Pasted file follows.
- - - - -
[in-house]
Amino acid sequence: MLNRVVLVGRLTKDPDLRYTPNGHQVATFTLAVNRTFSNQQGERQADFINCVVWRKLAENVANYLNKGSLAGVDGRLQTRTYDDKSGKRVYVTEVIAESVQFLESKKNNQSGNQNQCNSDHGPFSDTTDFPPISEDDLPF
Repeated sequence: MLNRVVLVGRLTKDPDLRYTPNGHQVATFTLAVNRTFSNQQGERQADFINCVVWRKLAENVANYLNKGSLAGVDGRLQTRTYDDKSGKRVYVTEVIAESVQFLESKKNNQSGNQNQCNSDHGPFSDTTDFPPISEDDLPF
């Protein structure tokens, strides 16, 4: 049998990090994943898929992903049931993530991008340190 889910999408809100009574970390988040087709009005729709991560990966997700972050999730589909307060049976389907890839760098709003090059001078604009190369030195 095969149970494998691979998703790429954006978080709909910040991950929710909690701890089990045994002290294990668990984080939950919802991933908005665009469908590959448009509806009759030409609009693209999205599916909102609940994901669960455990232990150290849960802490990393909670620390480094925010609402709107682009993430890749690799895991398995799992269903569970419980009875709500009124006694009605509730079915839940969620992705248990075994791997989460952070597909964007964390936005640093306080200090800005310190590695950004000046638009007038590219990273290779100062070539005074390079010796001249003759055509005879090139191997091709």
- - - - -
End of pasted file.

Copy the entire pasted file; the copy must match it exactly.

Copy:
[in-house]
Amino acid sequence: MLNRVVLVGRLTKDPDLRYTPNGHQVATFTLAVNRTFSNQQGERQADFINCVVWRKLAENVANYLNKGSLAGVDGRLQTRTYDDKSGKRVYVTEVIAESVQFLESKKNNQSGNQNQCNSDHGPFSDTTDFPPISEDDLPF
Repeated sequence: MLNRVVLVGRLTKDPDLRYTPNGHQVATFTLAVNRTFSNQQGERQADFINCVVWRKLAENVANYLNKGSLAGVDGRLQTRTYDDKSGKRVYVTEVIAESVQFLESKKNNQSGNQNQCNSDHGPFSDTTDFPPISEDDLPF
């Protein structure tokens, strides 16, 4: 049998990090994943898929992903049931993530991008340190 889910999408809100009574970390988040087709009005729709991560990966997700972050999730589909307060049976389907890839760098709003090059001078604009190369030195 095969149970494998691979998703790429954006978080709909910040991950929710909690701890089990045994002290294990668990984080939950919802991933908005665009469908590959448009509806009759030409609009693209999205599916909102609940994901669960455990232990150290849960802490990393909670620390480094925010609402709107682009993430890749690799895991398995799992269903569970419980009875709500009124006694009605509730079915839940969620992705248990075994791997989460952070597909964007964390936005640093306080200090800005310190590695950004000046638009007038590219990273290779100062070539005074390079010796001249003759055509005879090139191997091709």